The above story is based on materials provided by Newcastle University. Note: Materials may be edited for content and length.


Journal Reference:

  1. Christiansen F, Lusseau D, Stensland E, Berggren P. Effects of tourist boats on the behaviour of Indo-Pacific bottlenose dolphins off the south coast of Zanzibar. Endangered Species Research, 2010; 11: 91-99 DOI: 10.3354/esr00265

Cite This Page:

Newcastle University. "Thrill-seeking holidaymakers may be putting dolphins at risk." ScienceDaily. ScienceDaily, 17 March 2010. <www.sciencedaily.com/releases/2010/03/100316191448.htm>.
Newcastle University. (2010, March 17). Thrill-seeking holidaymakers may be putting dolphins at risk. ScienceDaily. Retrieved September 17, 2014 from www.sciencedaily.com/releases/2010/03/100316191448.htm
Newcastle University. "Thrill-seeking holidaymakers may be putting dolphins at risk." ScienceDaily. www.sciencedaily.com/releases/2010/03/100316191448.htm (accessed September 17, 2014).

Share This



More Plants & Animals News

Wednesday, September 17, 2014

Featured Research

from universities, journals, and other organizations


Featured Videos

from AP, Reuters, AFP, and other news services

Some Tobacco Farmers Thrive Amid Challenges

Some Tobacco Farmers Thrive Amid Challenges

AP (Sep. 16, 2014) The South's tobacco country is surviving, and even thriving in some cases, as demand overseas keeps growers in the fields of one of America's oldest cash crops. (Sept. 16) Video provided by AP
Powered by NewsLook.com
Scientists Given Rare Glimpse of 350-Kilo Colossal Squid

Scientists Given Rare Glimpse of 350-Kilo Colossal Squid

AFP (Sep. 16, 2014) Scientists say a female colossal squid weighing an estimated 350 kilograms (770 lbs) and thought to be only the second intact specimen ever found was carrying eggs when discovered in the Antarctic. Duration: 00:47 Video provided by AFP
Powered by NewsLook.com
Raw: Scientists Examine Colossal Squid

Raw: Scientists Examine Colossal Squid

AP (Sep. 16, 2014) Squid experts in New Zealand thawed and examined an unusual catch on Tuesday: a colossal squid. It was captured in Antarctica's remote Ross Sea in December last year and has been frozen for eight months. (Sept. 16) Video provided by AP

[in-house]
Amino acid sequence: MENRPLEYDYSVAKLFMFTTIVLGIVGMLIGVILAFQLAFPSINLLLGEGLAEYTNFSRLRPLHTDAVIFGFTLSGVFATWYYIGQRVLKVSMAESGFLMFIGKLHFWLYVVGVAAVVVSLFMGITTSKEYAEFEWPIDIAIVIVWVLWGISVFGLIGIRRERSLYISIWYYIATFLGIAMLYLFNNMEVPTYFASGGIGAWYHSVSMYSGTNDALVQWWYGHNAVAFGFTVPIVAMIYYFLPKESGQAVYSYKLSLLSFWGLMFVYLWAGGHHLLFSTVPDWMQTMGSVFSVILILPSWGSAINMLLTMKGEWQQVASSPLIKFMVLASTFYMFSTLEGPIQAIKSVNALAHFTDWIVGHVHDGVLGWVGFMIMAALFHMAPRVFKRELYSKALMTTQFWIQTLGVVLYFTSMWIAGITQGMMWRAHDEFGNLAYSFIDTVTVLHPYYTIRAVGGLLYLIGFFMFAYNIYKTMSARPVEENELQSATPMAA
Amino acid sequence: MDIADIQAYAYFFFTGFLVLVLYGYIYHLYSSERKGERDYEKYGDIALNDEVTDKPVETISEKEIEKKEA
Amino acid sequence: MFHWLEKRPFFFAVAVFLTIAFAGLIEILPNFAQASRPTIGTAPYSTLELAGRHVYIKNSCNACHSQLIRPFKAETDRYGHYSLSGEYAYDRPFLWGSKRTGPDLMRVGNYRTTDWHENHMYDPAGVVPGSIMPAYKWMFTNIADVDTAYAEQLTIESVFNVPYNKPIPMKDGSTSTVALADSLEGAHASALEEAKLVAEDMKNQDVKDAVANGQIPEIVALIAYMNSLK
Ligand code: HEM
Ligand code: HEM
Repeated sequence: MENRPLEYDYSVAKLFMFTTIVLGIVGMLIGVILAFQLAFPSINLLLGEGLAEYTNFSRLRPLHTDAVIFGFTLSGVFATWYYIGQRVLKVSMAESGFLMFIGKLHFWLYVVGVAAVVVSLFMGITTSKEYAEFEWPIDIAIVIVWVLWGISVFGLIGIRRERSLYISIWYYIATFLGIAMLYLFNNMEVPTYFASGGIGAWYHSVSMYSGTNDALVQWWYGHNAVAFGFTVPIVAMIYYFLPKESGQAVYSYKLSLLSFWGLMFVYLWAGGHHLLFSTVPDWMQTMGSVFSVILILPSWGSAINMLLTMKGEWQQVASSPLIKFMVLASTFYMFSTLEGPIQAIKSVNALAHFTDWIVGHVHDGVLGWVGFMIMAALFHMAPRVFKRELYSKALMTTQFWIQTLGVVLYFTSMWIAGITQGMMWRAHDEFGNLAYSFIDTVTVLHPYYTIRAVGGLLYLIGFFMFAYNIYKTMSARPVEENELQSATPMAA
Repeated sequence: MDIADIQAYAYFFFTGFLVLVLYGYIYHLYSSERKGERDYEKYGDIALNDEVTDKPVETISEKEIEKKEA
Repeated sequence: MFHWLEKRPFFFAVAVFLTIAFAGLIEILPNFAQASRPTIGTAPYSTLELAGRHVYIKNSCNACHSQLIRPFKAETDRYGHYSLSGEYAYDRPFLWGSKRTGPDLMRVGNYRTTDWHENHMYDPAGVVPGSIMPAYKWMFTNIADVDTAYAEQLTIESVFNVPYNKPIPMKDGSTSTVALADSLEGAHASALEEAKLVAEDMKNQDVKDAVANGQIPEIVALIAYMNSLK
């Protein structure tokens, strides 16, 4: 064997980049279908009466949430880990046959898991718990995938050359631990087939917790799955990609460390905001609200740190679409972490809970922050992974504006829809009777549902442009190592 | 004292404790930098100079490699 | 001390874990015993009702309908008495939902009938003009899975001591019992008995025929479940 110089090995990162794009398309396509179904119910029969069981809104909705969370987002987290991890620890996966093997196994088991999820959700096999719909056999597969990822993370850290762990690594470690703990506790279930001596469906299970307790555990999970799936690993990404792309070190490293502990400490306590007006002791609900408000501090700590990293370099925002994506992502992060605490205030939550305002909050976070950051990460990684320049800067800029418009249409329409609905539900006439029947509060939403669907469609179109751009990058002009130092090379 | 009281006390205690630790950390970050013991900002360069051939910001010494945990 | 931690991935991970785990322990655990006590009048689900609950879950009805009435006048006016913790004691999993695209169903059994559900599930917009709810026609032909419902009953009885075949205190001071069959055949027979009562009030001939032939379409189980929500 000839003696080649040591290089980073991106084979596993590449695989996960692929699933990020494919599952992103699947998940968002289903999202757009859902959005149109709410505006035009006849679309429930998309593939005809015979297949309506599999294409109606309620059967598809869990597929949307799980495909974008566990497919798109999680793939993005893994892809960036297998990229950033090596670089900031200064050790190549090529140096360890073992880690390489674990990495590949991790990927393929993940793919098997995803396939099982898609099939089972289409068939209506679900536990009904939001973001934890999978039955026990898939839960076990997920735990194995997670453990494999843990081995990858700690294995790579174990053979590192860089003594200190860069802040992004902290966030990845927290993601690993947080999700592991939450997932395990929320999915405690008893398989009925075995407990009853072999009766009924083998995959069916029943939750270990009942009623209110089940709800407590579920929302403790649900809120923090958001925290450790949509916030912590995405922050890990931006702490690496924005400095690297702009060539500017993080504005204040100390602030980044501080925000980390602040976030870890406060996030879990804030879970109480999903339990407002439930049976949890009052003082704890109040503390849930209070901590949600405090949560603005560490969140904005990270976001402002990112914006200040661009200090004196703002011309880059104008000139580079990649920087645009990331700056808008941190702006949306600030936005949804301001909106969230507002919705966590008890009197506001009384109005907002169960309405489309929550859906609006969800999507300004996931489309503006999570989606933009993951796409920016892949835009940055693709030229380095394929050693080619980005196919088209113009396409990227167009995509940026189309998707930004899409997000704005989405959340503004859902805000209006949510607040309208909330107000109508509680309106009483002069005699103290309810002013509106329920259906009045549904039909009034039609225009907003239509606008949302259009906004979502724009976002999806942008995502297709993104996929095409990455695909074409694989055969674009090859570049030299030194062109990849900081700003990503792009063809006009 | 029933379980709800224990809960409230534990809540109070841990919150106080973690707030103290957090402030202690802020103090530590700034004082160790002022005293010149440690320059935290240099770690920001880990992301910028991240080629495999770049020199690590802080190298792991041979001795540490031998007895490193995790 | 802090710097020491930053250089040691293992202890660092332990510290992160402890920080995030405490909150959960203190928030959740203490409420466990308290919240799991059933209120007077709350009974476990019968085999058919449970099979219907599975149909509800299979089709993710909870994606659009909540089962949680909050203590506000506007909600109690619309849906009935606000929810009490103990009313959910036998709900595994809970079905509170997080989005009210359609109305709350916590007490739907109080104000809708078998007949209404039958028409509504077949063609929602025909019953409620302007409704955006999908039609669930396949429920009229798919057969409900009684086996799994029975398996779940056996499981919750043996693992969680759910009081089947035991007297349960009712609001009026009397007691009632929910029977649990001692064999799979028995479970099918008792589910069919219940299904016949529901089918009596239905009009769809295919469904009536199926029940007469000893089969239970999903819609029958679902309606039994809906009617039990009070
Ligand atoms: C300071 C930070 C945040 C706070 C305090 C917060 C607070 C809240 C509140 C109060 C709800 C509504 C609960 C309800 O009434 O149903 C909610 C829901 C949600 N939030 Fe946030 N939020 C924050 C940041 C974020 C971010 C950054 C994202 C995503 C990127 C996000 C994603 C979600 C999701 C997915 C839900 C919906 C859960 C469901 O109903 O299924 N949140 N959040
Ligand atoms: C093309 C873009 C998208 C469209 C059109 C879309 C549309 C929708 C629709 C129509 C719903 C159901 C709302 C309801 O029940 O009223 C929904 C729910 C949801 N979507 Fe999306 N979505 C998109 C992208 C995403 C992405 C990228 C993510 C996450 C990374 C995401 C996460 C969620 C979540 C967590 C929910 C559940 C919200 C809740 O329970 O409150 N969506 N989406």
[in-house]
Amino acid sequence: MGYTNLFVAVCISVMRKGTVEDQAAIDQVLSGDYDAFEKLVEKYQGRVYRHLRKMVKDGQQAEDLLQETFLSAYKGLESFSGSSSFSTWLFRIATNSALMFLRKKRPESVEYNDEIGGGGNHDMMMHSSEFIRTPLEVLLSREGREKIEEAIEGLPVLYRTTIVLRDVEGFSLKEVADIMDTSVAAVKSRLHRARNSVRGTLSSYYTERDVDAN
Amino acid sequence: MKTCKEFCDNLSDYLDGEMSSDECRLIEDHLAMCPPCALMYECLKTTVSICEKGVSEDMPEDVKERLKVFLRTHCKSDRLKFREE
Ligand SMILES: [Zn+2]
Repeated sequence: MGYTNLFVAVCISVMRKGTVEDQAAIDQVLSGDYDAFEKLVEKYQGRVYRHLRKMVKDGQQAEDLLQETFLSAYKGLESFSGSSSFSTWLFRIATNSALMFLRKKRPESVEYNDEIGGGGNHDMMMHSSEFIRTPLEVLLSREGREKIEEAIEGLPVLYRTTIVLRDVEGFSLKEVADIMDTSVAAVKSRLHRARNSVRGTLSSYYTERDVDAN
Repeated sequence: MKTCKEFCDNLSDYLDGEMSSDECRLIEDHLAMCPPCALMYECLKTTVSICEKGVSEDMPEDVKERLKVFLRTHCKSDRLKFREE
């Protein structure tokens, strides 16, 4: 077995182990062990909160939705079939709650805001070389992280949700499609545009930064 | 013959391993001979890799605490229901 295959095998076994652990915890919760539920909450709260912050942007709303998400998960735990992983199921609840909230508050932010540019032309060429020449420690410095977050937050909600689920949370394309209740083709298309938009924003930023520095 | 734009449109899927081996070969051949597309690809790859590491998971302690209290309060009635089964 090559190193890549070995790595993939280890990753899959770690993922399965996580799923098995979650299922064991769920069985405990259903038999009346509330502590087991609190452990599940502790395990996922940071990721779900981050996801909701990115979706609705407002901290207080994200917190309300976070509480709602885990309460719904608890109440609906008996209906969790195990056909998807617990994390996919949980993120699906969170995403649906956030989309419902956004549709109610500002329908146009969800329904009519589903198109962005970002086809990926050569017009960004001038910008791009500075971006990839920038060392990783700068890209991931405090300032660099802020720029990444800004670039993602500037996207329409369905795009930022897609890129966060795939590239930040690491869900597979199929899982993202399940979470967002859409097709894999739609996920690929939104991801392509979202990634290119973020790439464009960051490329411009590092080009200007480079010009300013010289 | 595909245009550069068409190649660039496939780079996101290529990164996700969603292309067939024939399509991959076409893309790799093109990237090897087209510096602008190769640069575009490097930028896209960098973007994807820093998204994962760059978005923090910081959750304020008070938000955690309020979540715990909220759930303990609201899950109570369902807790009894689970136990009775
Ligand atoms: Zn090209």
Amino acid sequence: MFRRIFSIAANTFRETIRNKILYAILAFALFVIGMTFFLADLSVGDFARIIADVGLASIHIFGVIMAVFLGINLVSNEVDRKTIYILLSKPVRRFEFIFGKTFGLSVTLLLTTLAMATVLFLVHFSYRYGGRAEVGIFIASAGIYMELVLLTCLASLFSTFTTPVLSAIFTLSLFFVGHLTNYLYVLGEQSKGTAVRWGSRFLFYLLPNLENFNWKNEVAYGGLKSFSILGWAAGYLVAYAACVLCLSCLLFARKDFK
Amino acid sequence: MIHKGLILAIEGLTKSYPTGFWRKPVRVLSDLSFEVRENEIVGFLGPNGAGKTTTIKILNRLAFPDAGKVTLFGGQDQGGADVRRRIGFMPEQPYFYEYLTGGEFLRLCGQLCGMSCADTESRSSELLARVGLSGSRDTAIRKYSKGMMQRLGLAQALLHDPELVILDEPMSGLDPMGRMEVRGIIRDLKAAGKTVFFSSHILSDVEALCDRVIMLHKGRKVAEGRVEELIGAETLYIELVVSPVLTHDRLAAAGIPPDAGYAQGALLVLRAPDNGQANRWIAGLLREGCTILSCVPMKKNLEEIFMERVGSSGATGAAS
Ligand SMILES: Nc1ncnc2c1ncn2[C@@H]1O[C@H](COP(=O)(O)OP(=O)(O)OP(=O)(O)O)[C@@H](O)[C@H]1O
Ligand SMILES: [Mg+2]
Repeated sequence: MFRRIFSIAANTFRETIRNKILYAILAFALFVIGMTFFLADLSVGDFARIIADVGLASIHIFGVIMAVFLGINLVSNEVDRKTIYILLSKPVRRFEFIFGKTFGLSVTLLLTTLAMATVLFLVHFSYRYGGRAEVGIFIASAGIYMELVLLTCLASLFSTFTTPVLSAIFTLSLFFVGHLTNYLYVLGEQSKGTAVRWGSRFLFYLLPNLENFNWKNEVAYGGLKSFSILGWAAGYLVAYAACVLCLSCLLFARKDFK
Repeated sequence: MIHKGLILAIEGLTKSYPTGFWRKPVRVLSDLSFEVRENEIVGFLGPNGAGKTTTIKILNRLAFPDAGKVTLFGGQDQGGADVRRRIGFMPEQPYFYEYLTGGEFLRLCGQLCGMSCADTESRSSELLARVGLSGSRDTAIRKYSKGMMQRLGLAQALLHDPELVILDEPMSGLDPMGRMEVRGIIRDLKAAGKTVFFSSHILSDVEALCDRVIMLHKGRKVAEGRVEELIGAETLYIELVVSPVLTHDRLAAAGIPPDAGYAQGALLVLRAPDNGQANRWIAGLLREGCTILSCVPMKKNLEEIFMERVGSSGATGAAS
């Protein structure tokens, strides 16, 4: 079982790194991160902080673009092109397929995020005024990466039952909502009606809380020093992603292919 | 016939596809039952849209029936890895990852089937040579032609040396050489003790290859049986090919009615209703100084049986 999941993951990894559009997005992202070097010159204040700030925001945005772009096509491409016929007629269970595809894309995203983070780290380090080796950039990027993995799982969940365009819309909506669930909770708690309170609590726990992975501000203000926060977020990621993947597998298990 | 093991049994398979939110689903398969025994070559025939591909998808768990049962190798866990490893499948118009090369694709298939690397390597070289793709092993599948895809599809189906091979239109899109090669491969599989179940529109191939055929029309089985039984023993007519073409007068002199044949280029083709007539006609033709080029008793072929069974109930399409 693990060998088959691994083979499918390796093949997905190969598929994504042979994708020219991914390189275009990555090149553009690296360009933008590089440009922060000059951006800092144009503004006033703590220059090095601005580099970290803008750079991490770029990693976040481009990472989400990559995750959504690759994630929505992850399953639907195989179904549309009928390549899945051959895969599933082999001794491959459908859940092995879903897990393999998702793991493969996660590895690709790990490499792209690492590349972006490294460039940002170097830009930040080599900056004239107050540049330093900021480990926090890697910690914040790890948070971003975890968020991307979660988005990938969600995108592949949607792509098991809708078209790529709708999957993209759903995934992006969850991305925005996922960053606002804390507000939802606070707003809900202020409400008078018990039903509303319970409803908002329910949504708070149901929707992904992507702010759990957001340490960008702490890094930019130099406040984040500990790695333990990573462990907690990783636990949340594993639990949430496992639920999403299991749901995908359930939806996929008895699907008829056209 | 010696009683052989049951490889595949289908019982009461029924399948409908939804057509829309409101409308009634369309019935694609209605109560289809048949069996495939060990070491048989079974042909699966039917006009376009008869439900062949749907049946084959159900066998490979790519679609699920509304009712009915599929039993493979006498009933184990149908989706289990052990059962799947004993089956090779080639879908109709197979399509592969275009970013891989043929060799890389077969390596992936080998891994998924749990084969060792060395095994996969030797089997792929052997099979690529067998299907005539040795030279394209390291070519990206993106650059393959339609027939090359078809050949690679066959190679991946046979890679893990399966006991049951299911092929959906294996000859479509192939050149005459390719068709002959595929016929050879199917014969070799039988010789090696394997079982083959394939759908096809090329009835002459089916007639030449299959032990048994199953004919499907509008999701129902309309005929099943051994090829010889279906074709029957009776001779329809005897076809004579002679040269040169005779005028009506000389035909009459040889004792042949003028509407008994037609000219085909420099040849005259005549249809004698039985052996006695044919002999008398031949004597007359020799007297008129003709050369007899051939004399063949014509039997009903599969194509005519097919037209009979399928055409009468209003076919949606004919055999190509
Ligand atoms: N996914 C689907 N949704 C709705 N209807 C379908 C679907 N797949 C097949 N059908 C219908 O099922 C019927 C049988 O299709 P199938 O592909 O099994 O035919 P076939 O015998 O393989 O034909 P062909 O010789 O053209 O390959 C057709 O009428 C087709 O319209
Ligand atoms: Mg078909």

Powered by NewsLook.com
Ivorians Abandon Monkey Pets in Fear Over Ebola Virus

Ivorians Abandon Monkey Pets in Fear Over Ebola Virus

AFP (Sep. 16, 2014) Since the arrival of Ebola in Ivory Coast, Ivorians have been abandoning their pets, particularly monkeys, in the fear that they may transmit the virus. Duration: 00:47 Video provided by AFP
Powered by NewsLook.com

Search ScienceDaily

Number of stories in archives: 140,361

Find with keyword(s):
Enter a keyword or phrase to search ScienceDaily for related topics and research stories.

Save/Print:
Share:

Breaking News:
from the past week

In Other News

... from NewsDaily.com

Science News

Health News

    Environment News

      Technology News



      Save/Print:
      Share:

      Free Subscriptions


      Get the latest science news with ScienceDaily's free email newsletters, updated daily and weekly. Or view hourly updated newsfeeds in your RSS reader:

      Get Social & Mobile


      Keep up to date with the latest news from ScienceDaily via social networks and mobile apps:

      Have Feedback?


      Tell us what you think of ScienceDaily -- we welcome both positive and negative comments. Have any problems using the site? Questions?
      Mobile: iPhone Android Web
      Follow: Facebook Twitter Google+
      Subscribe: RSS Feeds Email Newsletters
      Latest Headlines Health & Medicine Mind & Brain Space & Time Matter & Energy Computers & Math Plants & Animals Earth & Climate Fossils & Ruins